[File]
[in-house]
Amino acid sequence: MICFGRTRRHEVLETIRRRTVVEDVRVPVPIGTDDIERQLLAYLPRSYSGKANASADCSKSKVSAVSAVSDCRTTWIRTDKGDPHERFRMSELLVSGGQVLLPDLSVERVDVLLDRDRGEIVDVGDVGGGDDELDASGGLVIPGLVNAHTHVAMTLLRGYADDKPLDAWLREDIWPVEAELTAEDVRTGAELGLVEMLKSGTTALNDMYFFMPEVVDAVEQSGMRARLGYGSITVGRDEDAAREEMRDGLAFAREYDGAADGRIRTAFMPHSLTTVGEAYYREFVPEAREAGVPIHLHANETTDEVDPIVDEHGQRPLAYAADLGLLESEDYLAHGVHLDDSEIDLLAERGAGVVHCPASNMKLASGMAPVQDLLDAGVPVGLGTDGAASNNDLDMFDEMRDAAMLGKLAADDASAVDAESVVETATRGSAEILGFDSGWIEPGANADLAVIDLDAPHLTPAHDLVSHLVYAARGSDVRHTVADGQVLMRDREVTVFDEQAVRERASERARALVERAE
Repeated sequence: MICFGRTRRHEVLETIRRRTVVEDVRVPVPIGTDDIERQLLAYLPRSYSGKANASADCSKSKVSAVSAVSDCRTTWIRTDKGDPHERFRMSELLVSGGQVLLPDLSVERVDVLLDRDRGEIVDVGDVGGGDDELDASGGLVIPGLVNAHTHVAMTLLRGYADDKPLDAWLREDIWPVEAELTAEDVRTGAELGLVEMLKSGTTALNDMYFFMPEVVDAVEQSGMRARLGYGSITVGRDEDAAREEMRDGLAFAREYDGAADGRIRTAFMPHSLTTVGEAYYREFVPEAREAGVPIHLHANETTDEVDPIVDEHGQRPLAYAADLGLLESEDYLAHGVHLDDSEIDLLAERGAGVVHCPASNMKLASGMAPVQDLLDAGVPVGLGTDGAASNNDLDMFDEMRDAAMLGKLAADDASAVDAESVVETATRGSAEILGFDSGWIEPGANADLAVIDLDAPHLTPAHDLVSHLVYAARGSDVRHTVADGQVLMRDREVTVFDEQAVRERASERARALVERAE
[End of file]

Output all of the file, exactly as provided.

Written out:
[in-house]
Amino acid sequence: MICFGRTRRHEVLETIRRRTVVEDVRVPVPIGTDDIERQLLAYLPRSYSGKANASADCSKSKVSAVSAVSDCRTTWIRTDKGDPHERFRMSELLVSGGQVLLPDLSVERVDVLLDRDRGEIVDVGDVGGGDDELDASGGLVIPGLVNAHTHVAMTLLRGYADDKPLDAWLREDIWPVEAELTAEDVRTGAELGLVEMLKSGTTALNDMYFFMPEVVDAVEQSGMRARLGYGSITVGRDEDAAREEMRDGLAFAREYDGAADGRIRTAFMPHSLTTVGEAYYREFVPEAREAGVPIHLHANETTDEVDPIVDEHGQRPLAYAADLGLLESEDYLAHGVHLDDSEIDLLAERGAGVVHCPASNMKLASGMAPVQDLLDAGVPVGLGTDGAASNNDLDMFDEMRDAAMLGKLAADDASAVDAESVVETATRGSAEILGFDSGWIEPGANADLAVIDLDAPHLTPAHDLVSHLVYAARGSDVRHTVADGQVLMRDREVTVFDEQAVRERASERARALVERAE
Repeated sequence: MICFGRTRRHEVLETIRRRTVVEDVRVPVPIGTDDIERQLLAYLPRSYSGKANASADCSKSKVSAVSAVSDCRTTWIRTDKGDPHERFRMSELLVSGGQVLLPDLSVERVDVLLDRDRGEIVDVGDVGGGDDELDASGGLVIPGLVNAHTHVAMTLLRGYADDKPLDAWLREDIWPVEAELTAEDVRTGAELGLVEMLKSGTTALNDMYFFMPEVVDAVEQSGMRARLGYGSITVGRDEDAAREEMRDGLAFAREYDGAADGRIRTAFMPHSLTTVGEAYYREFVPEAREAGVPIHLHANETTDEVDPIVDEHGQRPLAYAADLGLLESEDYLAHGVHLDDSEIDLLAERGAGVVHCPASNMKLASGMAPVQDLLDAGVPVGLGTDGAASNNDLDMFDEMRDAAMLGKLAADDASAVDAESVVETATRGSAEILGFDSGWIEPGANADLAVIDLDAPHLTPAHDLVSHLVYAARGSDVRHTVADGQVLMRDREVTVFDEQAVRERASERARALVERAE